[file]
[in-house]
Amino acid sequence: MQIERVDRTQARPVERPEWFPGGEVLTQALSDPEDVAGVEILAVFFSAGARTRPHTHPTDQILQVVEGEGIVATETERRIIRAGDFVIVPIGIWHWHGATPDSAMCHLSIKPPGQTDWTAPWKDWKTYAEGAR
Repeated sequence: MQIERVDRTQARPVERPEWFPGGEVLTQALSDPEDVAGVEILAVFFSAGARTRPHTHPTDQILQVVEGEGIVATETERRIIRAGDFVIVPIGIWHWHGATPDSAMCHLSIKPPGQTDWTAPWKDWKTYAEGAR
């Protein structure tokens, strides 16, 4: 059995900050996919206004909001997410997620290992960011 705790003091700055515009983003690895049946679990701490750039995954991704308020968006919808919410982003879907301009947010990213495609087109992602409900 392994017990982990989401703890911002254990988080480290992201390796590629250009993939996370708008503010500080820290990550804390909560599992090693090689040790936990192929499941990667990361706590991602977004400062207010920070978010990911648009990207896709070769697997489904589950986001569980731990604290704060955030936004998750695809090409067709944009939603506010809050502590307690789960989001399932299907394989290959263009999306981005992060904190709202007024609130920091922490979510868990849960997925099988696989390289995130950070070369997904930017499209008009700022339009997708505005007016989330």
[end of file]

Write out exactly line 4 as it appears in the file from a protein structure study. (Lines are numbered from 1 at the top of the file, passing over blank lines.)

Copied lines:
């Protein structure tokens, strides 16, 4: 059995900050996919206004909001997410997620290992960011 705790003091700055515009983003690895049946679990701490750039995954991704308020968006919808919410982003879907301009947010990213495609087109992602409900 392994017990982990989401703890911002254990988080480290992201390796590629250009993939996370708008503010500080820290990550804390909560599992090693090689040790936990192929499941990667990361706590991602977004400062207010920070978010990911648009990207896709070769697997489904589950986001569980731990604290704060955030936004998750695809090409067709944009939603506010809050502590307690789960989001399932299907394989290959263009999306981005992060904190709202007024609130920091922490979510868990849960997925099988696989390289995130950070070369997904930017499209008009700022339009997708505005007016989330």